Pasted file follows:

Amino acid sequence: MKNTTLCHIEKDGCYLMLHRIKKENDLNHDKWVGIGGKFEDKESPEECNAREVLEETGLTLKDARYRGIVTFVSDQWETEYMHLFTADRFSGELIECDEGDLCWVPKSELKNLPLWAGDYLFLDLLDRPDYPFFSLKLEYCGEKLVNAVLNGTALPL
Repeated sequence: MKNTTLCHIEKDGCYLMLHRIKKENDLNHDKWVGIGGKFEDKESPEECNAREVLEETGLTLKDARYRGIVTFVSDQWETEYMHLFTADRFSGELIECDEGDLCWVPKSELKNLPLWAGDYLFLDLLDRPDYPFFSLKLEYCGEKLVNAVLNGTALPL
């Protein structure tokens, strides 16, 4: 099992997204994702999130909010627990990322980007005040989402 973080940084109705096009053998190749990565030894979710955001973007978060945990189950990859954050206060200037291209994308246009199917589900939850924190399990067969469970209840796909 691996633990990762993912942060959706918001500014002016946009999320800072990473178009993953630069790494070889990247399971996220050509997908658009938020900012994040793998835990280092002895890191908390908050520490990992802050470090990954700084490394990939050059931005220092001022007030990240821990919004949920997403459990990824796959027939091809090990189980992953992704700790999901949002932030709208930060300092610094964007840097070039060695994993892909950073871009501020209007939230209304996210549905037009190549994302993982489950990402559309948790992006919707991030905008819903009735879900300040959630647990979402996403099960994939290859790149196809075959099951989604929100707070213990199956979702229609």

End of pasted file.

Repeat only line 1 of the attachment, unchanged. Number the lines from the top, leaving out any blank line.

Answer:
Amino acid sequence: MKNTTLCHIEKDGCYLMLHRIKKENDLNHDKWVGIGGKFEDKESPEECNAREVLEETGLTLKDARYRGIVTFVSDQWETEYMHLFTADRFSGELIECDEGDLCWVPKSELKNLPLWAGDYLFLDLLDRPDYPFFSLKLEYCGEKLVNAVLNGTALPL